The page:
Sunday, 16 February 2014
Columbus EF (Hyatt Regency Chicago)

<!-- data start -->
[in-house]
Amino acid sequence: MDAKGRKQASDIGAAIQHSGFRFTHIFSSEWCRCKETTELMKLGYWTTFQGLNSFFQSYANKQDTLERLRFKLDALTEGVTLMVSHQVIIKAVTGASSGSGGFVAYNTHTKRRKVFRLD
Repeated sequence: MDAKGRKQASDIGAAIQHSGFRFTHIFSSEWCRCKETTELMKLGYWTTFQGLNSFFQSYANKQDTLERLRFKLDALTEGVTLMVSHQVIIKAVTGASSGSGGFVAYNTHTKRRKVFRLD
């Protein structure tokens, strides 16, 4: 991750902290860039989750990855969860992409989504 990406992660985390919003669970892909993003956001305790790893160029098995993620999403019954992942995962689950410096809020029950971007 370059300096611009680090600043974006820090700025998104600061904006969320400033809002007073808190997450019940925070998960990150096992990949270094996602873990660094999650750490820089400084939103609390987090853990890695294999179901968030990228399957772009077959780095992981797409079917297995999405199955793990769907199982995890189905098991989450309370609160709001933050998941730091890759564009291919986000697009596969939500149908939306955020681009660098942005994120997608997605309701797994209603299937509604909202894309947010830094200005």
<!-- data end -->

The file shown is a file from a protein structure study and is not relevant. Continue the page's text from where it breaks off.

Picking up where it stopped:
Endowed with both rich biological and mineral resources, the coastal upwelling waters off Namibia are targeted by exploitation of both. The rich fishery resources have provided lucrative industries for decades and since the independence of Namibia in 1990 are under exemplary management. However recent applications to bulk-dredge the offshore sediments for recovery of phosphate has led to serious environmental concerns and major questions as to whether the sustainable fisheries will not suffer if such mining goes ahead, and put at risk the livelihoods that the important fishing sector supports. Namibia is cautious to be the first-in-the-world to embark on this type of bulk seabed mining, insisting that thorough scientific and socio-economic information is needed before any decisions are made. For this a moratorium period on seabed mining for industrial minerals has recently been declared by the Government of Namibia. Most developing countries face similar predicaments - how to increase GDP and urgently reduce high unemployment - so that new ventures to exploit their natural resources are tempting. Particularly in developing countries, access to relevant data and information is a critical need, which is rarely met, and the governments of these countries are challenged to make hasty decisions without appropriate scientific backing. The extreme importance of political will and strong national legal tools for sustainability in resource exploitation in the ocean, will be emphasized.